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English Pleasure Gardens

It would be very pleasant to be near Sydney Gardens; we might go into the labyrinth every day. – Jane Austen to Cassandra Wednesday, January 21, 180

The English Pleasure Garden 1660-1860 is a small, slim volume that easily slips into my purse. I was rather skeptical that a mere 63 pages could contain very much information but I was wrong.  Sarah Jane Downing, the author, has assembled a large variety of pleasure garden images that I have not seen before, and written about the topic in a clear and readable style that was loaded with information. This book is a must for history buffs and historical romance authors who wish to write a scene set in Vauxhall or Ranelagh gardens, or perhaps in venue that is less well known, for Ms Downing writes about gardens I had not known existed.

While London’s west end boasted clean and spacious streets, the rabbit warren streets in The City were filthy, overcrowded, and dangerous. The possibility of a few hours of escape to a pleasure garden with its broad walks, decorative shrubbery, hidden bowers, music and entertainments, and fireworks drew a large number of crowds. In the 18th century, London and its environs boasted sixty-four pleasure gardens of various sizes. Aside from their obvious attraction, pleasure gardens attracted a variety of visitors from all walks of life. Aristocrats rubbed elbows with the hoi polloi, who could gain entry to even the most luxurious gardens if they could come up with one shilling for a ticket (no mean feat, for an ordinary day laborer made no more than one shilling per week.)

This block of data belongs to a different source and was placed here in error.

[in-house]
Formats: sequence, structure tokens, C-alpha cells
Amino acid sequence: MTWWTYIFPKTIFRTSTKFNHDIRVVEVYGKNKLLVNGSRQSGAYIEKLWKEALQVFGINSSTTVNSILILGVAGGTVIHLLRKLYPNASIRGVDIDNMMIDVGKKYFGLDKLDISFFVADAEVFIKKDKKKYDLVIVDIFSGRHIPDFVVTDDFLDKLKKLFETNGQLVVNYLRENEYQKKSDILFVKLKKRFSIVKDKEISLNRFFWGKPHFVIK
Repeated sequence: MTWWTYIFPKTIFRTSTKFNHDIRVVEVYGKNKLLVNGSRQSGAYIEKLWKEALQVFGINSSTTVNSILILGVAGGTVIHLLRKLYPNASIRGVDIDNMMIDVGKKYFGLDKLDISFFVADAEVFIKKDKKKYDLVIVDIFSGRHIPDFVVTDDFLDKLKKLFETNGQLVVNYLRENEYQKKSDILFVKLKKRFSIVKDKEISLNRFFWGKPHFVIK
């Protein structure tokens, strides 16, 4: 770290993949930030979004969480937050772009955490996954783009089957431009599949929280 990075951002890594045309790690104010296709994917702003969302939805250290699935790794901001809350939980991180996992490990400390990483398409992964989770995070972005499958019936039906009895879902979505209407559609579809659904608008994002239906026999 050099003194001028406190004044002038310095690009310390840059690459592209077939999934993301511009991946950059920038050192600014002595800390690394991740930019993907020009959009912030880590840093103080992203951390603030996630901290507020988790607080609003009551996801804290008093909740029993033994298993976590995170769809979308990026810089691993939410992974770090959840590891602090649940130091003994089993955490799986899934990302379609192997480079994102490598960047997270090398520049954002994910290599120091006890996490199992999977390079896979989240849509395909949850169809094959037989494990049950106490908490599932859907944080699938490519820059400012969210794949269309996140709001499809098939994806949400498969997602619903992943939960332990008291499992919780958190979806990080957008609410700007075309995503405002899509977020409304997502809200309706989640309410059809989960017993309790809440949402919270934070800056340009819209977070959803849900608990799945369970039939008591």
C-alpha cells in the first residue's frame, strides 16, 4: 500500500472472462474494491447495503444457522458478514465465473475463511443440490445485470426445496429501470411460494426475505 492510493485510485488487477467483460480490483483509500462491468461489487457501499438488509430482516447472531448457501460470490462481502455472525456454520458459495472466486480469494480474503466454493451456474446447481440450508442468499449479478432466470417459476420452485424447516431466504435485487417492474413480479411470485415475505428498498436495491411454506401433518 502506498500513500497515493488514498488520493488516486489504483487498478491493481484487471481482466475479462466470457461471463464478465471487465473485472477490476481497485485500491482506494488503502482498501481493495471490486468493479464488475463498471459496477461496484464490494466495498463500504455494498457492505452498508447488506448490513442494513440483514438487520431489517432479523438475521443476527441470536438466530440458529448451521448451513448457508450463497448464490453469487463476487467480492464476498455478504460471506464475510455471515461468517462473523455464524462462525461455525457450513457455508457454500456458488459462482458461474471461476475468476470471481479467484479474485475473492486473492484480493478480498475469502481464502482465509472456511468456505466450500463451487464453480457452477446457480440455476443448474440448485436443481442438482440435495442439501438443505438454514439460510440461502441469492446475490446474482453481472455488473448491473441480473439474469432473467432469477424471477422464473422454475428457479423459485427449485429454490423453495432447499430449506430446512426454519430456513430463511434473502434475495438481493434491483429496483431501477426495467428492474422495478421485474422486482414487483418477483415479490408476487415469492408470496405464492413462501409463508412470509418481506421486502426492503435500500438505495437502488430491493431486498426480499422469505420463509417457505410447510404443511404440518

Vauxhall Pleasure Gardens

Vauxhall Pleasure Gardens

There were three kinds of public gardens people could choose from: 1) Bowling greens at pubs or tea gardens with a small but pleasant green space and limited social opportunity, 2) fashionable spa resorts that offered bowling, taking the waters, and pleasant graveled walks, and provided some entertainments, and 3) the great pleasure gardens, which were filled with glamorous and wondrous sights, and acres of lighted paths, music pavilions and private supper boxes, and arranged for a variety of fantastic entertainments, music, and dancing. The best known pleasure gardens were Vauxhall, once known as Spring Gardens, and Ranelagh Gardens, which gave Vauxhall a run for its money. Its spacious Rotunda allowed for large crowds to gather inside. Ranelagh could open in February, whereas other gardens waited until Easter.

View of a lunch party inside Ranelagh garden's famous rotunda

View of a lunch party inside Ranelagh garden's famous rotunda

Vauxhall tickets, British Museum

Vauxhall tickets, British Museum

All good things must come to an end and the gardens’ success at attracting large crowds spelled their doom. Eventually it was hard to tell the aristocrats from the poseurs, or a courtesan from a lady. As the gardens attracted an increasingly larger group of dubious people and fewer of the upper classes, their reputations suffered. Rowdy behavior, vandalism, crime, and prostitution all served to keep the “right” people away, but this development didn’t necessarily spell their death knell. They would eventually close due to competition from a distant source. The advent of cheap and rapid transportation allowed people to seek their pleasures along the grand promenades at sea side resorts, and once again the classes separated during leisure hours, each into their own niche.

This lovely little book also describes pleasure gardens outside of London – Sydney Gardens in Bath, Vauxhall Gardens in Birmingham, Tinker’s Garden in Manchester, etc. At $12.95, The English Pleasure Garden 1660-1860, loaded with color images, is a bargain. Read my post about 18th & 19th Century Pleasure and Tea Gardens in London at this link.

These links lead to more information about pleasure gardens, but they do not match the variety of information to be found in this slim volume.

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